In sum, Twombly makes clear the sufficiency of a complaint depends on substantive law that underlies the claim made because it is the substantive law that drives what facts must be pled. Plaintiffs must allege facts that plausibly suggest they are entitled to relief. With Twombly and Strid in mind, we turn to the substantive law that underlies plaintiffs’ claims. Id. at ¶ 31.
Ultimately, the majority concluded in Data Key Partners that the facts pled in the Second Amended Complaint fell short of plausibly showing that plaintiffs are entitled to relief and dismissed the action. Id. at ¶ 66.
Justice Abrahamson dissented. Her dissent noted that Twombly is interpreted together with Iqbal and that “[n]o one is sure what Twombly means.” Id. at ¶ 69. In addition, she argues, “Twombly and Iqbal have created confusion and chaos in the federal courts regarding the current state of pleading requirements.” Id. Justice Abrahamson explains that no Wisconsin case has adopted the rules as stated in Twombly and Iqbal and that neither case was argued or briefed in Data Key Partners. Id. at ¶ 70. One of her major criticisms is that “[t]he majority opinion relies on the Twombly heightened pleading standard without any briefing or argument.” Id. Justice Abrahamson then sets out 98 paragraphs in italics, indicating it is the opinion she thinks should have been written by the Court.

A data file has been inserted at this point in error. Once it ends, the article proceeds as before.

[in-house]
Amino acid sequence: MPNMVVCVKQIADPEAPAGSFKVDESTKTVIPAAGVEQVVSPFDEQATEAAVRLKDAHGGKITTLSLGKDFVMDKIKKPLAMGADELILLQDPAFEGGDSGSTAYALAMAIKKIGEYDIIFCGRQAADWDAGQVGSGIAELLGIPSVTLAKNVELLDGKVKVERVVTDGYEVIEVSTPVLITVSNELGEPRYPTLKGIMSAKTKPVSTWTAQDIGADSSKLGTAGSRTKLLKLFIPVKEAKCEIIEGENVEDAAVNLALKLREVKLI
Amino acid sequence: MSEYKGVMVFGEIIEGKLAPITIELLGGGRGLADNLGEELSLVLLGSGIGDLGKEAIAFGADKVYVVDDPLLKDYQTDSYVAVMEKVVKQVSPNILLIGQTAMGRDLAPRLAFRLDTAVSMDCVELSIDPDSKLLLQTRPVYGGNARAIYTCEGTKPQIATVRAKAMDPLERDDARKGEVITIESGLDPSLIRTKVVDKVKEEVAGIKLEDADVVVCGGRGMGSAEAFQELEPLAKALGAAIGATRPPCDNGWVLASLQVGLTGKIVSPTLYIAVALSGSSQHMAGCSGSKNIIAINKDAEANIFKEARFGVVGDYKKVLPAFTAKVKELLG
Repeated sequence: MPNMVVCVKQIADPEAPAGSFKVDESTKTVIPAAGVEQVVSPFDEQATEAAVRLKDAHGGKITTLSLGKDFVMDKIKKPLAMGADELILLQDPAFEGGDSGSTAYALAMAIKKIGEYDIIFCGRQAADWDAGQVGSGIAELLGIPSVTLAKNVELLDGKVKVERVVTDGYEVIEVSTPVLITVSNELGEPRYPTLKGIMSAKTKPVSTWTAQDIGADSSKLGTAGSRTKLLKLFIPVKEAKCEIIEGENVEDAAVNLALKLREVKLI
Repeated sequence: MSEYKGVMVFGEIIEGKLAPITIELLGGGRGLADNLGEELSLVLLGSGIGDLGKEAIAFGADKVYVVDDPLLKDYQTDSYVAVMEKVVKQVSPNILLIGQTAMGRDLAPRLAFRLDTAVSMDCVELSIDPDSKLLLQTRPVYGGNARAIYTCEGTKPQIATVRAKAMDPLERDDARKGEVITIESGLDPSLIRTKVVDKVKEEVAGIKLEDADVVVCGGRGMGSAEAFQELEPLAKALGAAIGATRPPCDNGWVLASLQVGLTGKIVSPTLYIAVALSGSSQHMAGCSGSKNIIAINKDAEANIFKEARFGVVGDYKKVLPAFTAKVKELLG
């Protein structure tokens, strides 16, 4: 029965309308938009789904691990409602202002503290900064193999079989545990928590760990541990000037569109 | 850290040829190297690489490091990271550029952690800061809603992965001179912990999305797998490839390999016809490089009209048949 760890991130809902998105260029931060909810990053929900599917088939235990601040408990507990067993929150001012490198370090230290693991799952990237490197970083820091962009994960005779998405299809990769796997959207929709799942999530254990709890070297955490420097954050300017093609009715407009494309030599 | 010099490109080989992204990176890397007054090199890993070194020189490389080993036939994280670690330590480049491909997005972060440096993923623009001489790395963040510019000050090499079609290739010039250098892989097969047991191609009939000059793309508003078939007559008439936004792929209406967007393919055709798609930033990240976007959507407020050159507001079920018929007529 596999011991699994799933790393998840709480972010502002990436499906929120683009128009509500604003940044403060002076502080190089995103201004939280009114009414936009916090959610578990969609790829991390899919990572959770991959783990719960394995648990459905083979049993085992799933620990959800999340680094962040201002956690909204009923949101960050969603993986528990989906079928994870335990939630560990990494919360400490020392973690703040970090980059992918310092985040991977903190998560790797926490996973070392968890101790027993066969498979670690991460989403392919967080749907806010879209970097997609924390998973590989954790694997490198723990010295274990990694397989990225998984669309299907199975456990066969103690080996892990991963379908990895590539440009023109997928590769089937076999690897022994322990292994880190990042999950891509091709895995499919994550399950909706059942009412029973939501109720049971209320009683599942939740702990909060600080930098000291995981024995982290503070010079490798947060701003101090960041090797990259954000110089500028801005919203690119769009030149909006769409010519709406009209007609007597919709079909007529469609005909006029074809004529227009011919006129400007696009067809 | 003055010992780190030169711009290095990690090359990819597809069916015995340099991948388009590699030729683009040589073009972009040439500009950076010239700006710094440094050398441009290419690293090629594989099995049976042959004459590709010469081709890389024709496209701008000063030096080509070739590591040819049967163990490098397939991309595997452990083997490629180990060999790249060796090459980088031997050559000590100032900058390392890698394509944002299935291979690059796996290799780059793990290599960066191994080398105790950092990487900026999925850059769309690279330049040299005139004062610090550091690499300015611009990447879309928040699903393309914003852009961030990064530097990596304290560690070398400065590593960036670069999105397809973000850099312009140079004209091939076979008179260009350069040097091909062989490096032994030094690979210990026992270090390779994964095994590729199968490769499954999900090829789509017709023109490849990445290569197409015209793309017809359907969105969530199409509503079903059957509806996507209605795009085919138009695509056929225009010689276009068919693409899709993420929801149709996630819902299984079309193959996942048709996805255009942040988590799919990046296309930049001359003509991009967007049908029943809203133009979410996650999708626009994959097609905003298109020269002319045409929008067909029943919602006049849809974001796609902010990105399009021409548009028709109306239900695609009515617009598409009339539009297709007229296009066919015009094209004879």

The Data Key Partners decision could have broad implications for Wisconsin litigation. Twombly and Iqbal have caused an increase in the number of motions to dismiss filed and granted in the federal courts. Id. at 69. The adoption of Twombly by the Wisconsin Supreme Court – albeit under perhaps suspect circumstances – will surely lead to the filing of greater numbers of motions to dismiss under Wis. Stat. § 802.02(1)(a). The implications for insurers and corporations doing business in Wisconsin are twofold: